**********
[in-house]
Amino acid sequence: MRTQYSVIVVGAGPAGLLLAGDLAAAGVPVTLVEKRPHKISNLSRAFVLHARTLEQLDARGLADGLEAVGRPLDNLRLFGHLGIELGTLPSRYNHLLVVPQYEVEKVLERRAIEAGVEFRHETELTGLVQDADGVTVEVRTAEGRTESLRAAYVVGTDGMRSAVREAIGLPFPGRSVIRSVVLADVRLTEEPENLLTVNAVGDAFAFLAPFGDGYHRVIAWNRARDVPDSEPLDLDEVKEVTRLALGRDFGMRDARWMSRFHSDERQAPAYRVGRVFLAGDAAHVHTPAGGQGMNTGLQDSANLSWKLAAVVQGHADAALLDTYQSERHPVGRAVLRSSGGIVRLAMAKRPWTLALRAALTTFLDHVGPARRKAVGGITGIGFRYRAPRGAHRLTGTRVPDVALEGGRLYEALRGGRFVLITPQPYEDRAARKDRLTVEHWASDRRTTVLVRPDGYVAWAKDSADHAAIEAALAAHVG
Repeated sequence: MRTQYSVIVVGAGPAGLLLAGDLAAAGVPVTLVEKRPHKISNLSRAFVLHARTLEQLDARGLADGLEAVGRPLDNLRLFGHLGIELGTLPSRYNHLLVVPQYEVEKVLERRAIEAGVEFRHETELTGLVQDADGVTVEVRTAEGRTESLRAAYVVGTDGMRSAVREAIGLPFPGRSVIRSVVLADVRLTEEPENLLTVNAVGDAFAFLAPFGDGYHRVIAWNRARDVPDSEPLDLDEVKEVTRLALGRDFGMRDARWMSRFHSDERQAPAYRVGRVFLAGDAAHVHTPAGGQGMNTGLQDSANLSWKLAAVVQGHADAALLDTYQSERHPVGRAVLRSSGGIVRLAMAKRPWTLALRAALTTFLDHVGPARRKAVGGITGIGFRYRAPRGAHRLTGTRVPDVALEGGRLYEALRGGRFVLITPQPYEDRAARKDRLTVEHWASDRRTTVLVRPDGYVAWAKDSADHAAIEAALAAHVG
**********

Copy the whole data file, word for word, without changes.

[in-house]
Amino acid sequence: MRTQYSVIVVGAGPAGLLLAGDLAAAGVPVTLVEKRPHKISNLSRAFVLHARTLEQLDARGLADGLEAVGRPLDNLRLFGHLGIELGTLPSRYNHLLVVPQYEVEKVLERRAIEAGVEFRHETELTGLVQDADGVTVEVRTAEGRTESLRAAYVVGTDGMRSAVREAIGLPFPGRSVIRSVVLADVRLTEEPENLLTVNAVGDAFAFLAPFGDGYHRVIAWNRARDVPDSEPLDLDEVKEVTRLALGRDFGMRDARWMSRFHSDERQAPAYRVGRVFLAGDAAHVHTPAGGQGMNTGLQDSANLSWKLAAVVQGHADAALLDTYQSERHPVGRAVLRSSGGIVRLAMAKRPWTLALRAALTTFLDHVGPARRKAVGGITGIGFRYRAPRGAHRLTGTRVPDVALEGGRLYEALRGGRFVLITPQPYEDRAARKDRLTVEHWASDRRTTVLVRPDGYVAWAKDSADHAAIEAALAAHVG
Repeated sequence: MRTQYSVIVVGAGPAGLLLAGDLAAAGVPVTLVEKRPHKISNLSRAFVLHARTLEQLDARGLADGLEAVGRPLDNLRLFGHLGIELGTLPSRYNHLLVVPQYEVEKVLERRAIEAGVEFRHETELTGLVQDADGVTVEVRTAEGRTESLRAAYVVGTDGMRSAVREAIGLPFPGRSVIRSVVLADVRLTEEPENLLTVNAVGDAFAFLAPFGDGYHRVIAWNRARDVPDSEPLDLDEVKEVTRLALGRDFGMRDARWMSRFHSDERQAPAYRVGRVFLAGDAAHVHTPAGGQGMNTGLQDSANLSWKLAAVVQGHADAALLDTYQSERHPVGRAVLRSSGGIVRLAMAKRPWTLALRAALTTFLDHVGPARRKAVGGITGIGFRYRAPRGAHRLTGTRVPDVALEGGRLYEALRGGRFVLITPQPYEDRAARKDRLTVEHWASDRRTTVLVRPDGYVAWAKDSADHAAIEAALAAHVG